Denali Rescue Ends: One Climber Dies, One Saved

A prolonged rescue campaign near the summit of Denali has only partly succeeded.

Overwhelmed by strafing winds and clouds on the 6,190m peak, three Malaysian climbers called for rescue via satellite message at 1 am on Tuesday, May 28. Seventy-eight hours later, the ordeal for all three is over: one via prompt rescue from a lower camp, one via survival in a snow cave, and one via death.

The National Park Service (NPS) today reported that at 7 am, a helicopter pilot and climbing ranger extracted one surviving expedition member from his snow shelter on the Football Field at 5,974m. The operation used a short-haul rescue basket dangling from a rope line.

Death in a snow cave

Previously, one expedition member had managed to descend to Denali High Camp (5,242m) and was rescued there. But the final team member succumbed to severe frostbite and hypothermia in the snow cave on the Football Field.

Officials did not release details on the deceased climber pending family notification. But it did disclose that he had died “approximately two days prior” to the end of rescue operations.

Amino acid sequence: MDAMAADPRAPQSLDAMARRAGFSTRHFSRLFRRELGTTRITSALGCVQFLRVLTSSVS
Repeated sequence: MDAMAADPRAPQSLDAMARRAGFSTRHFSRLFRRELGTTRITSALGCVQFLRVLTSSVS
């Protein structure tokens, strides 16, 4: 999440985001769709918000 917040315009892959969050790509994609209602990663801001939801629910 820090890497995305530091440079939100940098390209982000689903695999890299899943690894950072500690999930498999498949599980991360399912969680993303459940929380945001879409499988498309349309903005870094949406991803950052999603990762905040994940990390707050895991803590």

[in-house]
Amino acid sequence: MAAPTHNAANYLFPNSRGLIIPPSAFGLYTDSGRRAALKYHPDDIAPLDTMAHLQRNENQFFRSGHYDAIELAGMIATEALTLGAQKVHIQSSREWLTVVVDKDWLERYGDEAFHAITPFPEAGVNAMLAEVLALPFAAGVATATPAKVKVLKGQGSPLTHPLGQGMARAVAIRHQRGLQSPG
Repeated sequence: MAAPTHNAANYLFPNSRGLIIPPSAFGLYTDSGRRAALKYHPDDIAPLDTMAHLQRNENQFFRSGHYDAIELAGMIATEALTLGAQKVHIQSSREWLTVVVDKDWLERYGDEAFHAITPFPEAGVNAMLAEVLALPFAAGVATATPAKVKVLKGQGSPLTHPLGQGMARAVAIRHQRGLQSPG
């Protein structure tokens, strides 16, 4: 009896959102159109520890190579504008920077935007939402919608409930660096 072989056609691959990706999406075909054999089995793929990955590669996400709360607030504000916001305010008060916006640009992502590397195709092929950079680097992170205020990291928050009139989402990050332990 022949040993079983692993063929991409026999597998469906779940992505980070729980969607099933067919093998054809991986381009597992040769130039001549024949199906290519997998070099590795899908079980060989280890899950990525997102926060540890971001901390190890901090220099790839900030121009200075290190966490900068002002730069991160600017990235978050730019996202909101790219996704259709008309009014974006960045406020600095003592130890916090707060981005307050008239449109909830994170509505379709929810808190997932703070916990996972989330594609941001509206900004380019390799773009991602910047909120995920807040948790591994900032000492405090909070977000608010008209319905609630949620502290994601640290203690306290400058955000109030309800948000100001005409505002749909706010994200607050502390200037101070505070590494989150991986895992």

Adverse conditions on the peak hampered the rescue, which involved National Guard assets and independent guides. Untenable flying conditions persisted throughout the three-day window as the NPS struggled to reach the stranded climbers. The helicopter team did not manage to survey the location until overnight Thursday when they dropped a duffel bag of supplies in the stranded climbers’ area.

“This was an exceptionally difficult and challenging rescue,” said Denali NPS spokesperson Paul Ollig. “We have so much gratitude for the individuals involved at all levels of the operation.”

Sam Anderson

Sam Anderson spent his 20s as an adventure rock climber, scampering throughout the western U.S., Mexico, and Thailand to scope out prime stone and great stories. Life on the road gradually transformed into a seat behind the keyboard, where he acted as a founding writer of the AllGear Digital Newsroom and earned 1,500+ bylines in four years on topics from pro rock climbing to slingshots and scientific breakthroughs.